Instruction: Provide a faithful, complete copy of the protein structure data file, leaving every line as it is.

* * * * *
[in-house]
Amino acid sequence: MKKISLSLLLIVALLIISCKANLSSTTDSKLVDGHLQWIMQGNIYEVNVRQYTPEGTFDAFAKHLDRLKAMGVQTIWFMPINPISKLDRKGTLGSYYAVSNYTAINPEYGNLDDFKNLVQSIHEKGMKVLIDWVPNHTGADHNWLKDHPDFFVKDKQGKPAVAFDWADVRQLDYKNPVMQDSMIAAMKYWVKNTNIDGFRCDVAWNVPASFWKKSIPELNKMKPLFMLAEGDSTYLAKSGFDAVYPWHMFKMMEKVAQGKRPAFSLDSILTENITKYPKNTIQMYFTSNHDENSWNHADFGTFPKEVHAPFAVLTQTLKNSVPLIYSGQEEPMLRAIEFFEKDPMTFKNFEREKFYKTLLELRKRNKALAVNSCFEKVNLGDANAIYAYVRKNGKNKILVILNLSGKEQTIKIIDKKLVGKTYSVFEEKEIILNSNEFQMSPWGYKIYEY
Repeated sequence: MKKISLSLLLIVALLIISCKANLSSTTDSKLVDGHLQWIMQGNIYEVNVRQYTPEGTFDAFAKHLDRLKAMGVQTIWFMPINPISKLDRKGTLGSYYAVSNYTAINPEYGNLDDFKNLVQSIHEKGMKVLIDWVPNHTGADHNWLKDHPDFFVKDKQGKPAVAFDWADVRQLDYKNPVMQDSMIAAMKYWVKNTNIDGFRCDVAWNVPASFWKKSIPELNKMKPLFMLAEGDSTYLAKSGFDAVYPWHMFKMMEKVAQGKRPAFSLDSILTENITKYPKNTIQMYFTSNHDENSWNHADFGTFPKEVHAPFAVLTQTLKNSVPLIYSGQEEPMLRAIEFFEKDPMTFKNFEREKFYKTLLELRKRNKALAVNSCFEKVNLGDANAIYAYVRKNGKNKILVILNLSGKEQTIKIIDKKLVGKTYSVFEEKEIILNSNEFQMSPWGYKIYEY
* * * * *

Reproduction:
[in-house]
Amino acid sequence: MKKISLSLLLIVALLIISCKANLSSTTDSKLVDGHLQWIMQGNIYEVNVRQYTPEGTFDAFAKHLDRLKAMGVQTIWFMPINPISKLDRKGTLGSYYAVSNYTAINPEYGNLDDFKNLVQSIHEKGMKVLIDWVPNHTGADHNWLKDHPDFFVKDKQGKPAVAFDWADVRQLDYKNPVMQDSMIAAMKYWVKNTNIDGFRCDVAWNVPASFWKKSIPELNKMKPLFMLAEGDSTYLAKSGFDAVYPWHMFKMMEKVAQGKRPAFSLDSILTENITKYPKNTIQMYFTSNHDENSWNHADFGTFPKEVHAPFAVLTQTLKNSVPLIYSGQEEPMLRAIEFFEKDPMTFKNFEREKFYKTLLELRKRNKALAVNSCFEKVNLGDANAIYAYVRKNGKNKILVILNLSGKEQTIKIIDKKLVGKTYSVFEEKEIILNSNEFQMSPWGYKIYEY
Repeated sequence: MKKISLSLLLIVALLIISCKANLSSTTDSKLVDGHLQWIMQGNIYEVNVRQYTPEGTFDAFAKHLDRLKAMGVQTIWFMPINPISKLDRKGTLGSYYAVSNYTAINPEYGNLDDFKNLVQSIHEKGMKVLIDWVPNHTGADHNWLKDHPDFFVKDKQGKPAVAFDWADVRQLDYKNPVMQDSMIAAMKYWVKNTNIDGFRCDVAWNVPASFWKKSIPELNKMKPLFMLAEGDSTYLAKSGFDAVYPWHMFKMMEKVAQGKRPAFSLDSILTENITKYPKNTIQMYFTSNHDENSWNHADFGTFPKEVHAPFAVLTQTLKNSVPLIYSGQEEPMLRAIEFFEKDPMTFKNFEREKFYKTLLELRKRNKALAVNSCFEKVNLGDANAIYAYVRKNGKNKILVILNLSGKEQTIKIIDKKLVGKTYSVFEEKEIILNSNEFQMSPWGYKIYEY